I’m sure you’ve all heard the sudsy rumors swirling about two big West Coast based breweries that both are looking at WNC as a potential location for new breweries. But what’s really going on? Let’s look at truth, rumors and my speculation.
Truth: Both New Belgium Brewing and Sierra Nevada Brewing have put this area on their short lists to build and operate a new location.
Truth: Any potential site will require easy transportation options, so distribution will be as simple as possible. Both breweries are looking for spots from which to distribute their beers up and down the East Coast. That means access to a highway and access to trains are important.
Rumors that probably hold a kernel of truth: Yes, Sierra Nevada may primarily be interested in Black Mountain, given the recent decision by the Town of Black Mountain Board of Aldermen to approve a motion requesting an Interstate 40 interchange at Blue Ridge Road. But a motion approval doesn’t mean it’s a done deal. I’ve heard Sierra Nevada may be looking at Fletcher as well, because of the town’s proximity to the Asheville Airport. I’ve heard New Belgium is looking at properties in both Asheville and Swannanoa.
“These breweries aren’t thinking of coming here to squash Asheville,” says Jason Caughman, Pisgah Brewing owner and brewer. “They’re coming to help distribute their beers up and down the East Coast.”
Truth: Ken Grossman, founder and brewer of Sierra Nevada, was in the area two weekends ago with other Sierra Nevada employees. He talked to both Tim Schaller, Asheville Brewers Alliance President, and Caughman.
“I’d welcome them,” Caughman says. “Please come to Black Mountain, Sierra Nevada. It’d bring more traffic to us.”
Schaller notes: “The ABA all feel that Sierra Nevada is a class act. If both breweries come here, it’ll be beer tourism heaven.” That said, Schaller emphasizes that it’s important to the ABA that if these breweries come to the area the jobs they provide go primarily to Buncombe County residents.
“It’s not a job creation program if the business brings in all their people from elsewhere,” he notes.
Speculation: Whatever happens probably isn’t going to happen quickly. Beer lovers will keep watching and debating, and we’ll do our best to keep you up-to-date. In the meantime, drink local.
Seasonals and special releases
Lots of local breweries are releasing yummy fall and holiday brews. Asheville Brewing Company actually has delayed filling cans on their new canning line, because they have too much “do-good” beer to brew. ABC recently released their limited edition Moog Filtered Ale for Moogfest. Part of the proceeds from sales benefit the Moog Foundation. Asheville Brewing also is making its Christmas Jam Ale for the Warren Haynes Christmas Jam. That beer should be released this week (possibly Nov. 1), and proceeds from its sales benefit Habitat for Humanity. Both beers are on draft around town and for sale in 22-ouncers. Beer builds houses, y’all. Look for ABC cans of Shiva IPA and Rocket Girl Lager in the New Year, followed by cans of Ninja Porter and, I hope, Fire Escape Ale.
Meanwhile, Pisgah Brewing is re-releasing its Valdez Coffee Stout, brewed with local Asheville Coffee Roasters coffee beans. The last batch of Valdez disappeared in mere weeks. If you can find a 22-ounce bottle, hoard it (though not for too long, as coffee, even in stouts, tends to dissipate over time). Highland Brewing, has created a coffee beer, too. They’ve just released Thunderstruck Coffee Porter for the first time, made with Dynamite Roasting Company beans, available on draft and in six-packs. Local beans and local brews for the win.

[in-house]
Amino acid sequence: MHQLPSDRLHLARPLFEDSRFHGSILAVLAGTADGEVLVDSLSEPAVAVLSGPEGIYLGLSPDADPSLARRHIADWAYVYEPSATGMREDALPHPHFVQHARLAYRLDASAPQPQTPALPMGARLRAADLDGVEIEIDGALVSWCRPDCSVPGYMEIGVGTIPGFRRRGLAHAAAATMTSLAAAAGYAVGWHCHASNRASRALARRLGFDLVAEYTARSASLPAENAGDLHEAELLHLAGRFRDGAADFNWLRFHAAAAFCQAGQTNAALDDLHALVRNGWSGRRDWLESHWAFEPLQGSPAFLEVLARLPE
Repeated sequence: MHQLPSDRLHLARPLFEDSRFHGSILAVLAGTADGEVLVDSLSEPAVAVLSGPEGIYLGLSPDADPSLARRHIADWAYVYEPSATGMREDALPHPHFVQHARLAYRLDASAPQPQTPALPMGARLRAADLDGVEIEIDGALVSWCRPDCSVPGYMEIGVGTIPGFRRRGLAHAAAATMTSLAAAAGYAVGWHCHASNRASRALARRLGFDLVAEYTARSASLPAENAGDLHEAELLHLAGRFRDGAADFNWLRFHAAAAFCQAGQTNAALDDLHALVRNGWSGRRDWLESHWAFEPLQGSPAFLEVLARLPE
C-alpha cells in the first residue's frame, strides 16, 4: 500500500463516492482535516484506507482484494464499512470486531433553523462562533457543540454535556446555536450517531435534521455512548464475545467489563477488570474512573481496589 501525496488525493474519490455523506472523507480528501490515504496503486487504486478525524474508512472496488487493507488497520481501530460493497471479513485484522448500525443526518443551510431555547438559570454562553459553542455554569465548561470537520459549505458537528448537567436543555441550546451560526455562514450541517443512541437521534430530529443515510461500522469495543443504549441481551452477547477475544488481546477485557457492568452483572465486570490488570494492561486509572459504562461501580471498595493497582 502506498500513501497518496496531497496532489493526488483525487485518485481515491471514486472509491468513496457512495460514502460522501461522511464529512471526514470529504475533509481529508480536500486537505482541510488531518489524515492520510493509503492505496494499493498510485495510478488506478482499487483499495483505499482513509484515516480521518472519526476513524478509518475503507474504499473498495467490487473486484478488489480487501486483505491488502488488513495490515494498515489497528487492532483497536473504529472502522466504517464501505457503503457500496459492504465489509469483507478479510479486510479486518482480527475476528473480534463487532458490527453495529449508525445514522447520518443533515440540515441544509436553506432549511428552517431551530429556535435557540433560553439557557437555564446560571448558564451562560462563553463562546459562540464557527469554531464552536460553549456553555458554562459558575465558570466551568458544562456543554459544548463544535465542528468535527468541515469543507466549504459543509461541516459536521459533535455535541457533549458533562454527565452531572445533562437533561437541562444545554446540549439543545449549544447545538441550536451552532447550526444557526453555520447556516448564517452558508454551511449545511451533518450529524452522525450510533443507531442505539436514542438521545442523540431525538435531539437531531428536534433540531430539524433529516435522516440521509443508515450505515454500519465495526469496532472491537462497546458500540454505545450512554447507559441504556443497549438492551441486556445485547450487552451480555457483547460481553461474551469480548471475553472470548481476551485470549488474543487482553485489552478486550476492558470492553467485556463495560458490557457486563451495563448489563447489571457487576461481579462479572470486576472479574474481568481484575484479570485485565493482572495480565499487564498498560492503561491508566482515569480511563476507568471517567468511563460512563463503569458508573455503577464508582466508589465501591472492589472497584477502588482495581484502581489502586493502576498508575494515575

Pisgah’s also currently is brewing up some San Francisco Lager, which is the brewery’s replacement beer for Endless Summer, and a Doppelbock, which will be its holiday beer. No Baptista Belgian this year, says Caughman. But it will be back in the future. Oh, and no more Vortex II Russian Imperial Stout this year, either.
But yes, Highland’s famous Cold Mountain Winter Ale is being bottled and should be on the shelves and in kegs around town the first week of November. This popular holiday beer is no longer all snapped up in hours (because Highland makes a lot more), but it’s still worth buying some quickly — just in case.
The Wedge’s Golem Belgian strong ale came out for Halloween, weighing in at 8.4 percent alcohol by volume. “Scary,” says brewer Carl Melissas. And Wedge Brewing’s Raspberry Imperial Stout will be released around the first week of December.
Next Asheville Beer Masters Tourney
Better start studying soon if you want to be crowned Asheville Beer Master Grand Champion 2012. Anyone can enter the second tournament, which consists of eight rounds of trivia competitions — though you only have to win once to proceed to the semi-finals. The eight first round winners proceed to semis, and the top four go to finals. The purpose of the ABM Tournament is to recognize and honor Asheville beer, the people who craft it and those who consume it. Trevor Reis is the inaugural Asheville Beer Master, and he’ll be on hand to help with year two. The tournament will start in January, and the finals will take place on the Thursday before the Beer City Festival (May 31). For more details, follow the tourney’s Facebook page.
Winter Warmer returns
The fifth Winter Warmer Beer Festival will take place on Saturday, January 21, 2012, from 3 to 7 p.m. It will be held at the Asheville Civic Center’s exhibition hall for the second year in a row. Organizers have planned for more Porta-potties and more food stations after both were a bit overwhelmed last year (first year in a new space growing pains). I hear there will be special tastes from a West Coast brewery whose beers aren’t distributed in North Carolina. Trust me, that’ll be worth the price of a ticket alone. Tickets are on sell now at http://www.brewscruise.com/beerfest for $39 per person, which includes local food. This festival usually sells out early, so buy yours soon.